A popular code protection technique that is used in the industry today is code obfuscation. Code obfuscators transform an application into one that is functionally identical but is much harder to understand. This is done by renaming meaningful symbol names such as variables, fields, and method names to non-meaningful ones. Code blocks are rearranged, thus making it harder to infer program logic.
While code obfuscators raise the bar for understanding program logic, they have some major drawbacks. First, they don't rename public method names since such methods can be called from other assemblies referencing the obfuscated assembly. This means that inter-assembly calls can be traced easily when looking at the MSIL code of an obfuscated assembly, since the original method names are in use. The following example illustrates exactly that:
The obfuscated code clearly shows that an external call to the System.Windows.Forms assembly is initiated by the
main method. Since many programs rely on an external library component to manage authorization and authentication, this fault is major. By simply looking at the MSIL code, these calls can be intercepted and removed.
A second drawback is the issues obfuscation tools introduce when Reflection is used. Method calls that were performed through the usage of Reflection are likely to fail once the application has been obfuscated. This happens since the method has been renamed by the obfuscator but the call site still refers to the method by its original name.
Sure, many obfuscators allow the user to define the methods that shouldn't be renamed by it, but this raises the overhead on the R&D team as well as the QA team that now has to cope with bugs introduced as a result of obfuscating the code.
A third drawback is the ability to trace bugs once they are reported from the field. The ability to recover stack dump information through the usage of the
System.Exception.StackTrace method is essential for tracing down the source of bugs once the application has been deployed. Imagine that a user sends you a bug report that says he is having problems using your application. The stack dump information reads as follows:
System.NullReferenceException: Object reference not set to an instance of an object.at a.a()at a.b()at a.c()at a.d()at a.a(Object A_0, EventArgs A_1)at System.Windows.Forms.Control.OnClick(EventArgs e)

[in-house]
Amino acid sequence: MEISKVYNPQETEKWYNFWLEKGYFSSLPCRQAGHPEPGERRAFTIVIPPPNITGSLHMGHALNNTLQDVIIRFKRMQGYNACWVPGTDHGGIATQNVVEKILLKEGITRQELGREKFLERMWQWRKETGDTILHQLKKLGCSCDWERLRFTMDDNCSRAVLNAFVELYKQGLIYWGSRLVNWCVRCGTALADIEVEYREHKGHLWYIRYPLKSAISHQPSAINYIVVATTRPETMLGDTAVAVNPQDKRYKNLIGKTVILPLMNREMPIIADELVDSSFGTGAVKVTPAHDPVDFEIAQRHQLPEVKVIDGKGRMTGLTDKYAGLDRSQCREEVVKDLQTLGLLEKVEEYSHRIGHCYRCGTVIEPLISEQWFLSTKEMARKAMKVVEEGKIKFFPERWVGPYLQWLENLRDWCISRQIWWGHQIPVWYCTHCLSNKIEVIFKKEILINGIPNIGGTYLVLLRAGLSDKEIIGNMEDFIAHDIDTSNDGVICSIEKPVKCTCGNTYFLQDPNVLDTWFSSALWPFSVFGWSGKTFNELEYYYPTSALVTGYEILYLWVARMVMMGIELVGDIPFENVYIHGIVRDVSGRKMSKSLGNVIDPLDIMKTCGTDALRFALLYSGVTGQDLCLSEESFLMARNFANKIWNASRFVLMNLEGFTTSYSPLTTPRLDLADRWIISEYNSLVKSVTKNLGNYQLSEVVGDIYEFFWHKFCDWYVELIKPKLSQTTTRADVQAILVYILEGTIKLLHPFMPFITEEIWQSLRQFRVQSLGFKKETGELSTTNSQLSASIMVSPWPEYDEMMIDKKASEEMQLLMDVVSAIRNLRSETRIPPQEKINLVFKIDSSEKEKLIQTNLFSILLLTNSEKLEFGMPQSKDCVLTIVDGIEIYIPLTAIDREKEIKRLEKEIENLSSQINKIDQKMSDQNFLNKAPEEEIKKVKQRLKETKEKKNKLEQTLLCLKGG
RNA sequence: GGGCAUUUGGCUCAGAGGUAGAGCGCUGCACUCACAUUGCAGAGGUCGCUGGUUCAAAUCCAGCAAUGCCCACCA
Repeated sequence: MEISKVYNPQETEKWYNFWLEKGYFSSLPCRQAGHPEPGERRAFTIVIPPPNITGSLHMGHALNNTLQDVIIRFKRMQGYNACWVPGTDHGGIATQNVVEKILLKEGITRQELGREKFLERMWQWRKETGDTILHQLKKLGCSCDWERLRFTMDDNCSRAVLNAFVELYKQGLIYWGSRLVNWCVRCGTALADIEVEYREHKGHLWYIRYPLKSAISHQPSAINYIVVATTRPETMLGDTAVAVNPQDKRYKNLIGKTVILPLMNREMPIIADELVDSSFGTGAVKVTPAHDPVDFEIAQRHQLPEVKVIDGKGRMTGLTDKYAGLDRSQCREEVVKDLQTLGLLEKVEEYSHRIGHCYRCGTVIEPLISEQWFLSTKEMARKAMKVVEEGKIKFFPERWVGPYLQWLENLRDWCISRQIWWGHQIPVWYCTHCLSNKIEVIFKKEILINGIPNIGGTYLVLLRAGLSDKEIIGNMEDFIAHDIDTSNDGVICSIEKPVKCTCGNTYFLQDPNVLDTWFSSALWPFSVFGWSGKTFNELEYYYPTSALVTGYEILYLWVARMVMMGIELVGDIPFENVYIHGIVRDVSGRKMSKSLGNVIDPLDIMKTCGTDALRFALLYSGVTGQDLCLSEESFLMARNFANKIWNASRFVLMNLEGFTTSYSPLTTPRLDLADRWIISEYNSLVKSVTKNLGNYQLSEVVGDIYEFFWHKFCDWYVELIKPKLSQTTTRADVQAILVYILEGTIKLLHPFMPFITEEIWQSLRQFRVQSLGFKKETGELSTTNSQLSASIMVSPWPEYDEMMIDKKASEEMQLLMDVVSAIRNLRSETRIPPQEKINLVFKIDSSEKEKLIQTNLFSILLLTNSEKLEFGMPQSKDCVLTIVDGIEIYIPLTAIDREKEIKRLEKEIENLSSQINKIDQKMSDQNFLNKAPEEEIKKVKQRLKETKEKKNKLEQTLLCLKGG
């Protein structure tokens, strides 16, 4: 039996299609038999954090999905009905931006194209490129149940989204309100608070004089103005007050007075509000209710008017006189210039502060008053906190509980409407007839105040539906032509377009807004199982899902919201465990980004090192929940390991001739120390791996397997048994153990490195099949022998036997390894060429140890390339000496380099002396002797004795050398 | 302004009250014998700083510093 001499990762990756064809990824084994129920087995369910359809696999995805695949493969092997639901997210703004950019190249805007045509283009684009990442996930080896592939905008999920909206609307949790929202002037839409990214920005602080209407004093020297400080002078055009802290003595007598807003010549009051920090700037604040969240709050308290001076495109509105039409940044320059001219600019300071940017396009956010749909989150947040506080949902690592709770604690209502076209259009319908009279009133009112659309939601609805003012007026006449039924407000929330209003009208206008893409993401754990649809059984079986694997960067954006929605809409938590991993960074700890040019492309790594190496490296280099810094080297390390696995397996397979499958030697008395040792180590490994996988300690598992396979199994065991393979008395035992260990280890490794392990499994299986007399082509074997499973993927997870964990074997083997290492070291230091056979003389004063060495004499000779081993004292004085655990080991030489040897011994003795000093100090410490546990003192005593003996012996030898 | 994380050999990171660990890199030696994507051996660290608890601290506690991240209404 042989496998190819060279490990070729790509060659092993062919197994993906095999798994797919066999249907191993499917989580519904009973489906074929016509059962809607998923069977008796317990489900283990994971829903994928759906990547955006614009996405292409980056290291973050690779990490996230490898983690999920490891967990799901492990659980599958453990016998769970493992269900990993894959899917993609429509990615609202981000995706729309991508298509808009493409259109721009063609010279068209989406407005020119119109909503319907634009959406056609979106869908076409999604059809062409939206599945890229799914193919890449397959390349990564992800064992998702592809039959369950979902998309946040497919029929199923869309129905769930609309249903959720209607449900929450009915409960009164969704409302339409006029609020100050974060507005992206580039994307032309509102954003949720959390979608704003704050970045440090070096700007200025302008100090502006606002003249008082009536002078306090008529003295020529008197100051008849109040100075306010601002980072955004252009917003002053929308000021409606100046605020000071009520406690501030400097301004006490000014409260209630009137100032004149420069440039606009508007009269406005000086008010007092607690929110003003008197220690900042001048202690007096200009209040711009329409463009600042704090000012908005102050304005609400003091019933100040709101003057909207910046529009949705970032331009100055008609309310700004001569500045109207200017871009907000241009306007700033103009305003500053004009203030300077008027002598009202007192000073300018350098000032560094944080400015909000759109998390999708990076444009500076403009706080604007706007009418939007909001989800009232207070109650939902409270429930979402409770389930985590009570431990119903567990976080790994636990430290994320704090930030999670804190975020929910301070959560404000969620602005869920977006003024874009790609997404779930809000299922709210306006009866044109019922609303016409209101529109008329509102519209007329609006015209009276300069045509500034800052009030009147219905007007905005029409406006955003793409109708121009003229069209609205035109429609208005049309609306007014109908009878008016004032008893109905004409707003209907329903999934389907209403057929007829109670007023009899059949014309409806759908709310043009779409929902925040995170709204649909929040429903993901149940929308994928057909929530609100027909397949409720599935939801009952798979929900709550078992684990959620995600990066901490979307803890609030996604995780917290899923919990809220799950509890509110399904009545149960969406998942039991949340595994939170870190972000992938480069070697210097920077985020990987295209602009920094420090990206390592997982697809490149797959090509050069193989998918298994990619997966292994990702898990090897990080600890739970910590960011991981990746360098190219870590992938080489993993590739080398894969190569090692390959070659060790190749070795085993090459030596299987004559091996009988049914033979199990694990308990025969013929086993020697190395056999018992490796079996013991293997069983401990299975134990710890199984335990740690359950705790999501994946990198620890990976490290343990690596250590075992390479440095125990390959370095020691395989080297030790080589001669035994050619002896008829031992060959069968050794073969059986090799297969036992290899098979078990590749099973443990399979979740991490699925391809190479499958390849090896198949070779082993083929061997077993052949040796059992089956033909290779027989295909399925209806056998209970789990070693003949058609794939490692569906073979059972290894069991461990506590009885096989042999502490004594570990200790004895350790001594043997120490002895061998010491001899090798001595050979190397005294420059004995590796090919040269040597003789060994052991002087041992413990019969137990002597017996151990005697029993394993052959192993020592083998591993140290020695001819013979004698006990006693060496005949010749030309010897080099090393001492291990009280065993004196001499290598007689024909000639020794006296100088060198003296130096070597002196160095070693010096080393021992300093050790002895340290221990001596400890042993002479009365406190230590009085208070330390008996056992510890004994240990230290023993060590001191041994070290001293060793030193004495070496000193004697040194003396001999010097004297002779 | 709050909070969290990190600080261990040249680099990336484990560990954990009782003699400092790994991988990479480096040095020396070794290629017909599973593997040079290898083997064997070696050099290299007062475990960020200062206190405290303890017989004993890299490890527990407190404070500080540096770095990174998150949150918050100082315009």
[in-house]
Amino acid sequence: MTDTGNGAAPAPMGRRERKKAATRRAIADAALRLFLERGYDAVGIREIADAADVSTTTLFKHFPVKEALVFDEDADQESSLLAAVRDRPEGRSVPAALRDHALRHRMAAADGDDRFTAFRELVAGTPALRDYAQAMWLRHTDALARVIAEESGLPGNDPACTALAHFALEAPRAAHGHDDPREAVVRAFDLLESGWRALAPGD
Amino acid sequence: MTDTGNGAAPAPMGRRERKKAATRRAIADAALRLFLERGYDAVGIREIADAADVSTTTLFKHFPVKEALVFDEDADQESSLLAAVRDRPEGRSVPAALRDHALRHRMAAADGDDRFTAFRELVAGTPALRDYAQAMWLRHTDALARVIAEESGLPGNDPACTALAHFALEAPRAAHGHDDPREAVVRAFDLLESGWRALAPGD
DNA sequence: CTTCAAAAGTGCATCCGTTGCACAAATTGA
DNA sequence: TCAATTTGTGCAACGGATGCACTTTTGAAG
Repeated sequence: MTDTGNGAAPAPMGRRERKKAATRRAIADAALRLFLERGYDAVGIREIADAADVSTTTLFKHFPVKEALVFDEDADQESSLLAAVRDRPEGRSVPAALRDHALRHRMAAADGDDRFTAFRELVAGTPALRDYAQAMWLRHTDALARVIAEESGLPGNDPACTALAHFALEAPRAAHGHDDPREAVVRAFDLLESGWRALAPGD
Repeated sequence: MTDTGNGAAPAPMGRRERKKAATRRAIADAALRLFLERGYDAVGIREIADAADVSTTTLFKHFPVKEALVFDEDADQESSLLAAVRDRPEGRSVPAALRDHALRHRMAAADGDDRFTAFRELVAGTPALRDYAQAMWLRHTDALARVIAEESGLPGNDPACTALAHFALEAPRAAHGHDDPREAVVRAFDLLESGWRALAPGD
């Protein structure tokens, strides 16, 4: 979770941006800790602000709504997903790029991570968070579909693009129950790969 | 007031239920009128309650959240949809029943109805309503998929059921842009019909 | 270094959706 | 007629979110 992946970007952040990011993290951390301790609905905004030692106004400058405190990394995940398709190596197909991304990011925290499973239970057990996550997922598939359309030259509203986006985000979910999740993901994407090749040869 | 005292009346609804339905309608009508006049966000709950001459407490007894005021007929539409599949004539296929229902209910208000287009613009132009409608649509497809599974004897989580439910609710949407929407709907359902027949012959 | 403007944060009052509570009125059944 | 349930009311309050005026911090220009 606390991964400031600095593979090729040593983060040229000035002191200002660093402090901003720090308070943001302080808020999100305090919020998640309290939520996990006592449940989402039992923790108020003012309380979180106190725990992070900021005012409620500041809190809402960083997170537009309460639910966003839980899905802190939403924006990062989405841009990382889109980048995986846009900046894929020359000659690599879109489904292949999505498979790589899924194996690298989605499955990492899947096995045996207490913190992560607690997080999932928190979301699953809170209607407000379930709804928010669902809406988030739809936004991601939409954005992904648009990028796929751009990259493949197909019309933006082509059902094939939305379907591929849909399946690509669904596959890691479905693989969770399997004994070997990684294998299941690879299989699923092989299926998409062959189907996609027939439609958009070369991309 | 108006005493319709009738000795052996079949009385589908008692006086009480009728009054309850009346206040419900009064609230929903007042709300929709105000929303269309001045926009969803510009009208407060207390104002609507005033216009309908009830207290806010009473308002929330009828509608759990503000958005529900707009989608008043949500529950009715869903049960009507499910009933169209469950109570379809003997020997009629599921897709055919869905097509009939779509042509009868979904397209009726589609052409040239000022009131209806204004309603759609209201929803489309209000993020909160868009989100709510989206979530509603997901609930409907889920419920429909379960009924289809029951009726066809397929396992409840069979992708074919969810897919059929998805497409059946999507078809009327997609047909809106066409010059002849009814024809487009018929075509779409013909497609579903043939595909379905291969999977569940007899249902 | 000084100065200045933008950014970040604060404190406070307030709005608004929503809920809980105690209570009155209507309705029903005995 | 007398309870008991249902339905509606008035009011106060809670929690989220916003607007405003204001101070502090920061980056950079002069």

This tells very little about the source of the problem, and can make R&D response in this case sluggish.
Code encryption based solution
In an effort to limit the visibility of MSIL to the prying eye, code encryption techniques are used to prevent a potential hacker from reverse engineering the code. Code encryption makes use of standard cryptographic algorithms to cipher the MSIL code, thus making it completely unreadable to humans or a disassembler. In that respect, obfuscation techniques fall short compared to code encryption techniques.
ILDASM or other disassemblers can't dump the content of the assembly simply because it no longer contains MSIL instructions. You might be wondering now 'how come the CLR reads the assembly contents and compiles it to native assembly instructions, given that the assembly doesn't contain any MSIL instructions?'.
The answer is quite simple, since the CLR engine can't cope with the encoded version of the code, it has to be deciphered before it is interpreted by it. This raises an important issue that many encryption based code protection tools I've been working with fail to realize. Once the code is deciphered, it's completely exposed to the prying eyes of a potential hacker in-memory, because the entire assembly loads into the memory in its MSIL form. This poses a security threat since once the assembly loads in-memory, it can be dumped to a file using standard memory dump tools.
You can actually build your own memory dump tool using a few Win32 API functions. First, you have to retrieve a process handle, this can be done using the
OpenProcess API function:
HANDLE ph = OpenProcess(PROCESS_QUERY_INFORMATION | PROCESS_VM_READ, FALSE, processId);
'OpenProcess' takes the process access privileges and the process ID, the returned value serves as the process handle. Now, you have to access the specific assembly you would like to dump the contents to a file. Since a process potentially loads more than one assembly, we use the '
EnumProcessModules' API function to retrieve the module handles of all the images loaded by the process.
HMODULE modules;DWORD nModules;
EnumProcessModules(procHndl, (HMODULE*)&modules, 1000*sizeof(HMODULE), &nModules);
Then, you have to identify the specific assembly file you are interested in. '
GetModuleFileNameEx' together with '
GetModuleInformation' can be used to identify that file and to retrieve its memory location.
GetModuleFileNameEx(ph, modules, (LPTSTR)&fileName, MAXFILENAME);
All that is left to complete the process is to read the assembly content. To do that, we use '
ReadProcessMemory(ph, lpAssemblyBaseAddress, destBuffer, dwBytesToRead, &dwBytesRead);
ReadProcessMemory takes the assembly base address that was retrieved using '
GetModuleInformation' and a buffer to which the memory is written.
The process described shows that keeping MSIL code in its encoded form at all times is key to maintaining a reliable tamper resistant solution. This limits a potential hacker from dumping an assembly's content using the technique I've illustrated above. Keeping the MSIL code protected at all times is what the guys at SecureTeam have been working on for quite some time.